Monthly Archives: June 2021

Extracting files from a ProgressCRM database

We recently had a user who needed to extract files from a SQL Server database created by ProgressCRM and needed help.  He was helpful enough to send us a couple of the sample files that were not extracted correctly.

It turned out that each file that was being uploaded was stored in an OLE container.  Normally, our products (SQL Image Viewer, Access OLE Export, and SQL Blob Export) can extract the embedded files, but in this case, the entire OLE container itself had a 12-byte prefix, most likely added by ProgressCRM for their internal use.

So the task was to first extract the content without the 12-byte prefix, and then let SQL Blob Export handle the extraction of the files from the OLE container.

Luckily, this was easy enough to do in a SQLServer database.  We could use the SUBSTRING command to retrieve only the content from the 13-th byte onwards e.g.

SELECT SUBSTRING(CAST(<the column containing the binary data> AS VARBINARY(MAX)), 13, DATALENGTH(content))  FROM <the table name>

So if you find that your application is uploading your files with their own prefix data, you can use the SUBSTRING function (in SQL Server) to remove the prefix so that our products can recognize the actual file content and export them for you correctly.

Improved debugging in Access OLE Export / SQL Blob Export

Sometimes it happens that you may have some items that Access OLE Export or SQL Blob Export is unable to export correctly.  This can be due to many reasons e.g.

  • the binary data has been compressed by the uploading application
  • the binary data has been encrypted by the uploading application
  • the uploading application has appended additional header bytes to the data
  • an unsupported OLE server was used to upload the file

To troubleshoot these issues, we would ask the user to send us the raw data exactly as stored in the database.  This usually involves using SQL Image Viewer to perform the extraction.

We’ve now added the option to extract the raw data using Access OLE Export / SQL Blob Export.  You can do this by selecting the debugging – create bin files for analysis item.

Now when you have problems exporting your files, selecting this option will cause a raw copy of the data to be exported together, with the .debug.bin extension.  You can then send us these .debug.bin files for further analysis.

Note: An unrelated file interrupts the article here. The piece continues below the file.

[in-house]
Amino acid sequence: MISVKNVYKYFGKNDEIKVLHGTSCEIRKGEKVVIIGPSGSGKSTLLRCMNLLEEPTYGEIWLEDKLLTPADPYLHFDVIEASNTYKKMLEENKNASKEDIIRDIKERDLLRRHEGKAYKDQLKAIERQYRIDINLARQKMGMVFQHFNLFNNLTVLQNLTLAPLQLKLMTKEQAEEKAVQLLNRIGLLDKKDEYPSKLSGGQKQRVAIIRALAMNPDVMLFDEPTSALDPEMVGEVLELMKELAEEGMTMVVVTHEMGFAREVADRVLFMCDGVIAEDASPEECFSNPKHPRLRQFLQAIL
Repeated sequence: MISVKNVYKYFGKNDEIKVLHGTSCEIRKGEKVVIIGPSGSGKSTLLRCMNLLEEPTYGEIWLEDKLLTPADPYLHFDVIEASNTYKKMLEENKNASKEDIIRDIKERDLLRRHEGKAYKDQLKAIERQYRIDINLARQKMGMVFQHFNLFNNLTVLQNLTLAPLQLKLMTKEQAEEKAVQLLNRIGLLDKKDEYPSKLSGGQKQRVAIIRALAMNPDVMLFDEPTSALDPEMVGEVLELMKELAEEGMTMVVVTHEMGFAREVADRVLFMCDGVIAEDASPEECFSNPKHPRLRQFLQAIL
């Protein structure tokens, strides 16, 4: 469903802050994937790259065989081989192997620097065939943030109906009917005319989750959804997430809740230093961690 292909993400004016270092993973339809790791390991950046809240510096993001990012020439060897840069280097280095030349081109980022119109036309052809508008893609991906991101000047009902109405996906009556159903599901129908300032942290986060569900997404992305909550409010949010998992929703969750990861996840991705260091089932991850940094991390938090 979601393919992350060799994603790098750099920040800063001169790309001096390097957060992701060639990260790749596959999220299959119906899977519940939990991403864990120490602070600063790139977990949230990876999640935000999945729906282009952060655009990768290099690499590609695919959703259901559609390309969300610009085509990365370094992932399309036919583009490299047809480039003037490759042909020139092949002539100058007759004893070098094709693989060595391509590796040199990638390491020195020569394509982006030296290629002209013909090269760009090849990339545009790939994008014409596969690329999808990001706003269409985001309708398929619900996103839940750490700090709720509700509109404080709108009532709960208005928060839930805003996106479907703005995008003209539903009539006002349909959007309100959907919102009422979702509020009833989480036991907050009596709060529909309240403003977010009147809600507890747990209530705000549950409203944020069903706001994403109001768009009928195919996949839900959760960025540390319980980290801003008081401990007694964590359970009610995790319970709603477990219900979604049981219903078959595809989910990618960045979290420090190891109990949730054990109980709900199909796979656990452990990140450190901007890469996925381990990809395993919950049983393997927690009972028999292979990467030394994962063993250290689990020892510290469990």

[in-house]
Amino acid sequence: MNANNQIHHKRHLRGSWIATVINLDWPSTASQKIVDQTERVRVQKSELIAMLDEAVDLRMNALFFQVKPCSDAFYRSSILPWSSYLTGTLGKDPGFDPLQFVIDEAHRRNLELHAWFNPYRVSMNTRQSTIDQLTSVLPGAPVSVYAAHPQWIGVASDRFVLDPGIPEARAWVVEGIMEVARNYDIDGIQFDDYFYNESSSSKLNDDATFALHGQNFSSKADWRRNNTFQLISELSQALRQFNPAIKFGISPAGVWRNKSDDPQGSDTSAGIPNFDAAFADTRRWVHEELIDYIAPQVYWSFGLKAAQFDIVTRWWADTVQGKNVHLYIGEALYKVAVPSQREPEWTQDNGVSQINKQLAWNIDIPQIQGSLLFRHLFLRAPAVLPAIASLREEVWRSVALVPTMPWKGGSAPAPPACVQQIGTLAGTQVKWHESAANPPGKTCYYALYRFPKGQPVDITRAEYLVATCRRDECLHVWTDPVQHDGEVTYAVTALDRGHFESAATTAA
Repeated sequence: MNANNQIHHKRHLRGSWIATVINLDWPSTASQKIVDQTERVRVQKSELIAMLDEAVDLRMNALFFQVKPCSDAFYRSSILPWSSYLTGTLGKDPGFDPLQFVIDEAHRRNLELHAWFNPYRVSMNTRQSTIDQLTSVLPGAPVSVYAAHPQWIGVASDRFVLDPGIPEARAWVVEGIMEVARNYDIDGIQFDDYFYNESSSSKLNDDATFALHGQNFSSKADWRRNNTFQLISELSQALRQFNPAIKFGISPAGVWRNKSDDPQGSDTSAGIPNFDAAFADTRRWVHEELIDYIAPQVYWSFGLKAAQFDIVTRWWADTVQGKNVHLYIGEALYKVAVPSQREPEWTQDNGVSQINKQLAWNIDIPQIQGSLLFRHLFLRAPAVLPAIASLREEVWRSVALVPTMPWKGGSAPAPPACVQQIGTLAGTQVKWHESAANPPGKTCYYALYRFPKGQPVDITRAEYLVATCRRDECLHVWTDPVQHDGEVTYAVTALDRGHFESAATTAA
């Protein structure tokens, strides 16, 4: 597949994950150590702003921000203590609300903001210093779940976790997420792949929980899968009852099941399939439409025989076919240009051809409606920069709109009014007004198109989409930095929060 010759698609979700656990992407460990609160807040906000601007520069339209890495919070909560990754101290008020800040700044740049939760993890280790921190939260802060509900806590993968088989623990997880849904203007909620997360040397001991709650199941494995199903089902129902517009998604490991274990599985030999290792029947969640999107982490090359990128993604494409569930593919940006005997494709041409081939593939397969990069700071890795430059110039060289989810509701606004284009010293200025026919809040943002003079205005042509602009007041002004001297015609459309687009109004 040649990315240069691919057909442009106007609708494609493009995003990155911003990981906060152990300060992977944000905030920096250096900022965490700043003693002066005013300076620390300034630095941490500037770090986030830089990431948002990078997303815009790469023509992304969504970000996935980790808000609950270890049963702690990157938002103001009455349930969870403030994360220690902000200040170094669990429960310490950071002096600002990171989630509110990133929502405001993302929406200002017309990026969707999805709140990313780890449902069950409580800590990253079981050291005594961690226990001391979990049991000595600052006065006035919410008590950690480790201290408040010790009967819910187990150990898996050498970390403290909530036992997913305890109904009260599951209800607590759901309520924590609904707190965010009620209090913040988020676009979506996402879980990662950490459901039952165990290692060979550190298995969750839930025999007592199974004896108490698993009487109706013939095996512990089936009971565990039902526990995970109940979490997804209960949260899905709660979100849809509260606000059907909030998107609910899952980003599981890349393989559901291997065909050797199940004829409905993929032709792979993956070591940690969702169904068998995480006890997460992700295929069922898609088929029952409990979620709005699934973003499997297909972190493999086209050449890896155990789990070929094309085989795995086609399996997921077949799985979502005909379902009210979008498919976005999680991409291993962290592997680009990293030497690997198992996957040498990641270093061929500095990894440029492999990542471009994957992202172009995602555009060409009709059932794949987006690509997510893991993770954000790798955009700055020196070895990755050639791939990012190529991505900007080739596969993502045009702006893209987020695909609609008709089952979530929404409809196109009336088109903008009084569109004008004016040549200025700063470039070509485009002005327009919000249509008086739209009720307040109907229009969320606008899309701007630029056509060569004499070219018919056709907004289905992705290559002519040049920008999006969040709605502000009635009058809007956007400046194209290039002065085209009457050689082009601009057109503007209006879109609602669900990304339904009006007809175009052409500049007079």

Using UTF8Tool

UTF8Tool is an application to encode files to the UTF-8  character set and vice-versa.  You can download the application here.  This application was originally created for a user who needed to decode/encode files stored in a text column in his database.

To use the application, select the option to either decode or encode the files.  Then enter a search pattern in the Input folder option to locate your files.  If we wanted to process only pdf files, we could enter something like this:

Next, enter the folder to store the processed files in, in the Output folder option e.g.

Once you’ve entered the values, click on the Start button to process your files.  Note that any existing files in the output folder will be overwritten.

Extracting binary data from a nvarchar(max) column!

Recently we had a user that needed to extract PDF files stored in a SQL Server nvarchar(max) column.  Now, you wouldn’t normally be able to store binary files correctly in a text column, but the application they used (Deacom) first encoded the PDF file to UTF-8 text, then stored the UTF-8 text into the text column.

While SQL Image Viewer (and SQL Blob Export/Access OLE Export) could extract the UTF-8 encoded data from the table and store it in a file, the resulting PDF file cannot be opened because the data contained therein is invalid.  So we had to provide a small utility to convert the UTF-8 encoded file back to its original contents.  You can read more about the utility here.

After converting the PDF files, the user then compressed the PDF files and now wanted to upload the PDF files back into the database.  They used SQL File Import to perform the upload, but first the PDF files had be to UTF-8 encoded again, otherwise the application (Deacom) could not open the PDF files.  That can also be one using the above utility.

Finally, we had one last issue where only 8 Kb of the encoded PDF file was being uploaded.  The cause was traced to the use of the MDAC/ODBC driver to connect to SQL Server.

In our database products, when you connect to a SQL Server instance, the default is to let the application select the best available drivers.

By design, our products will use the SQL Server Native Client drivers if available, and only use MDAC/ODBC drivers when the Native Client drivers are not available.  However, MDAC/ODBC drivers limit text fields to only 8000 bytes.

When the user attempted to use the Native Client driver, the connection failed.

Installing and using the Native Client drivers then resolved the connection and upload issue.